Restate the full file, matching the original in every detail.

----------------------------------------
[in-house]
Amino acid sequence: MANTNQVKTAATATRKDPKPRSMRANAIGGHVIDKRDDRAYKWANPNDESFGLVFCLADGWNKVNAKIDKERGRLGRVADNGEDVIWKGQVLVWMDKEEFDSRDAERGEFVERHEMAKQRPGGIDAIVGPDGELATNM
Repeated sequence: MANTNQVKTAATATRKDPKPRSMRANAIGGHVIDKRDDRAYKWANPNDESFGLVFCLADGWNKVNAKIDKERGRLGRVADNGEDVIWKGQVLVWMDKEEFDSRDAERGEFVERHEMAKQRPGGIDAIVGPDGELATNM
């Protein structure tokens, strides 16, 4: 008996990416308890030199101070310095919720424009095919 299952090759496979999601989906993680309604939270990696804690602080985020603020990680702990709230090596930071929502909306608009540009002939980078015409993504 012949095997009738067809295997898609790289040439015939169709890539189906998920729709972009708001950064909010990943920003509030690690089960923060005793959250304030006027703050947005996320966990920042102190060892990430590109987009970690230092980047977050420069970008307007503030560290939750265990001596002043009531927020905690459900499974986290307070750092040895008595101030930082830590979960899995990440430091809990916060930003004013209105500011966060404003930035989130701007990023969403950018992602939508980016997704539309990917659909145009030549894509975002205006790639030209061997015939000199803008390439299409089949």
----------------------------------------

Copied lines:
[in-house]
Amino acid sequence: MANTNQVKTAATATRKDPKPRSMRANAIGGHVIDKRDDRAYKWANPNDESFGLVFCLADGWNKVNAKIDKERGRLGRVADNGEDVIWKGQVLVWMDKEEFDSRDAERGEFVERHEMAKQRPGGIDAIVGPDGELATNM
Repeated sequence: MANTNQVKTAATATRKDPKPRSMRANAIGGHVIDKRDDRAYKWANPNDESFGLVFCLADGWNKVNAKIDKERGRLGRVADNGEDVIWKGQVLVWMDKEEFDSRDAERGEFVERHEMAKQRPGGIDAIVGPDGELATNM
């Protein structure tokens, strides 16, 4: 008996990416308890030199101070310095919720424009095919 299952090759496979999601989906993680309604939270990696804690602080985020603020990680702990709230090596930071929502909306608009540009002939980078015409993504 012949095997009738067809295997898609790289040439015939169709890539189906998920729709972009708001950064909010990943920003509030690690089960923060005793959250304030006027703050947005996320966990920042102190060892990430590109987009970690230092980047977050420069970008307007503030560290939750265990001596002043009531927020905690459900499974986290307070750092040895008595101030930082830590979960899995990440430091809990916060930003004013209105500011966060404003930035989130701007990023969403950018992602939508980016997704539309990917659909145009030549894509975002205006790639030209061997015939000199803008390439299409089949």